# Unlimited length floating point calculator

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• 11-29-2004
LuckY
Unlimited length floating point calculator
So I've been working on this HugeFloat class for a little while and just wrote a little sloppy calculator to try using it (and found a couple of minor problems). I was just hoping some of you might not mind doing the same. I'd appreciate any comments or suggestions or bug observations.

I was also thinking of making this little app more like Windows calc.exe (allowing keypresses to do things instead of only mouse clicks), but it wasn't cooperating with my efforts and I didn't want to waste time trying to figure it out (specifically trying to catch keypresses and simulate the corresponding button being depressed and released). If you have any tips or ideas in this area, please do let me know.

Thanks for taking the time to look. I'm all ears.

Removed previous attachment. See below for a revised version.
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• 11-29-2004
Thantos
<pedantic>Your title is misleading. There is no such thing has unlimited in computers. Eventually you will run out of memory</pedantic>
• 11-29-2004
Zach L.
Bah! How can you dispute a claim like that Thantos? Now... give me all the digits of pi. :D

I'll look at it later. I'm curious what the result of the operator discussion was. :)
• 11-29-2004
Sang-drax
BUG 1: I tried to calculate 10.2 % 0.5 and it crashed.
BUG 2: I tried to calculate 2.4! and it crashed.

How do I calculate a fraction to more digits than the default?
• 11-29-2004
Zach L.
10.2 % 0.5?
That operation doesn't completely make sense from an algebraic standpoint.
• 11-29-2004
yes, modulus of non-integer values I thought was undefined?
• 11-29-2004
Zach L.
Well, mathematically, it is defined, but not very useful. The only two things you can take the modulus of in the rationals, Q (or the reals, R) are Q itself and 0, and
x = x (mod 0) [another way of writing x = x]
x = y (mod Q (or R)) [with a fixed x, this is satisfied by all y in the field]

I suppose you could make some operation to find out the integral number of times that one rational/real goes into another, but there doesn't seem to be anything particularly special about that operation.

Cheers
• 11-29-2004
Thantos
Well there is a fmod() so their floating number class should handle it.
• 11-29-2004
LuckY
Thanks for pointing out the bugs SangDrax. Interestingly (and annoyingly) enough the bug is of the simplest degree (just like the other bugs I found today). It is the simple > and < operators going out of range.

I've attached a revised version that correctly reports 10.2 % .5 = .2 and 2.4! = 3.36

You guys are right as far as I can tell about mod not being all that useful for floating point numbers, but since I was creating a floating point number class I felt it was absolutely necessary for whatever maniacs could find a reason to make good use of it; besides, I needed SangDrax to find something wrong. ;P

Thanks for checking it out. Again, any other bugs or suggestions are greatly appreciated.

I forgot that you wanted to be able to change decimal precision, SangDrax, but just remembered and included it (the library code was there but I was too lazy earlier to add the dialog functionality). Also, it will tell you how long your last calculation took.
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• 11-29-2004
Zach L.
Whoaa.. That floating point mod is strange.
• 11-29-2004
LuckY
Why is the floating point mod strange? Hmm..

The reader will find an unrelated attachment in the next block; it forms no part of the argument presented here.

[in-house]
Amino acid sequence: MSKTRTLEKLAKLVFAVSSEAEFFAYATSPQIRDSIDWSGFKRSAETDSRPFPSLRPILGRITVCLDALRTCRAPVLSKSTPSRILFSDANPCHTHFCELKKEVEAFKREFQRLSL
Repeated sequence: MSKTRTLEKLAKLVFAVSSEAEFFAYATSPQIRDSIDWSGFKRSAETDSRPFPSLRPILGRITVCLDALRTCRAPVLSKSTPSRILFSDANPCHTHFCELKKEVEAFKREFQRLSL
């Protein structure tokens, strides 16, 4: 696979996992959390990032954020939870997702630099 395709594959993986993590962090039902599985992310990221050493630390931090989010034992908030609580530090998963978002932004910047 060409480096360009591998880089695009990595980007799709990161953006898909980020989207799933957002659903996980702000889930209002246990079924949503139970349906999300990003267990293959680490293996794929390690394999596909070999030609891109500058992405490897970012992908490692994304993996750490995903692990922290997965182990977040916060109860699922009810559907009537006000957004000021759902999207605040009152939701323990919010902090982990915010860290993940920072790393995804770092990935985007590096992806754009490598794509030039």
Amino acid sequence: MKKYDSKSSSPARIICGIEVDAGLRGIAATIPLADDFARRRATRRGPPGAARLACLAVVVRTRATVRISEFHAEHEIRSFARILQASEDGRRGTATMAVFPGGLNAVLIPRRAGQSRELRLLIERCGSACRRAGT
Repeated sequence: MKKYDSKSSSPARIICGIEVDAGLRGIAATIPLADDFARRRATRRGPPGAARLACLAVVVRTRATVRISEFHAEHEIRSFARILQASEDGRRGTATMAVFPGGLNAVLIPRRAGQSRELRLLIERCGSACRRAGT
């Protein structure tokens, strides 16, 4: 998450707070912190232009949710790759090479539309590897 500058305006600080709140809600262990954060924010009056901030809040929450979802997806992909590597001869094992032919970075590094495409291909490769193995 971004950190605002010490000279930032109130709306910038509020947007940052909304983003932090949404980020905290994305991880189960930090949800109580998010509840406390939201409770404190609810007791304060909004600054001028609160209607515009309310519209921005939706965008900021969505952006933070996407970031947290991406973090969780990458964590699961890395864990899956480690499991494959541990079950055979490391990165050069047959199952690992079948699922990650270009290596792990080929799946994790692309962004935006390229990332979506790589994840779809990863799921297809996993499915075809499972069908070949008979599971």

• 11-29-2004
Zach L.
It just doesn't fit the algebraic definition of modulus, so I don't know what it is doing. I would've expected it to be defined so that 10.2 % .5 = 20 (20 * .5 <= 10.2 < 21 * .5). [I take it fmod does exactly what your code does as well.]
At some point tonight, when I have time, I'm gonna open up that code and figure out what is going on. :)
• 11-29-2004
LuckY
Well, if you think about it it really isn't too strange. If you multiplied both of those operands by 10 it would be 102 % 5 = 2. In all actuality, it is very simply the remainder after a divide, so the result should be < the denominator (0.5). With this in mind, it doesn't seem to weird that the result would be 0.2, right?
Let me know what you come up with.
• 11-29-2004
gcn_zelda
I wish I knew what a modulus is.
• 11-29-2004
Zach L.
That works as a definition. I just wasn't sure what it was.

The one I am used to is as follows. You have a set with an addition operator and a multiplication operators such that there is a multiplicative identity in the set (1*a = a) and an additive identity (0+a=a). Additionally, both operations are commutative and associative, and addition is invertible (a in the set implies -a in the set so a+(-a)=0), but not necessarily so for multiplication. Call the set R.

So, an ideal is a subset p (called an ideal) such that within p, you have 0, and -a for each a in it. Additionally, R*p=p (any element of R times any in p yields one in p). And you take the modulus with respect to the ideal. So, x=y(mod p) means x-y is in p. For the integers, each ideal is generated by a single element (the element and its product with everything else), so you just write the x=y(mod n) where n is the generating integer.

For something that has multiplicative inverses for all of its non-zero elements, like the rationals or reals, then it turns out that the only primes are the one generated by 0 and the field itself (F).
So, x=y(mod 0) is x-y is some multiple of 0 and hence x=y
While x=y(mod F0 is x-y is in F, so the have no special relation to each other (particularly since this was required by the definition of F).

That was a long-winded explanation of why it didn't make sense to me. :) That said, the definition you gave makes much more sense than the one I proposed a post ago.
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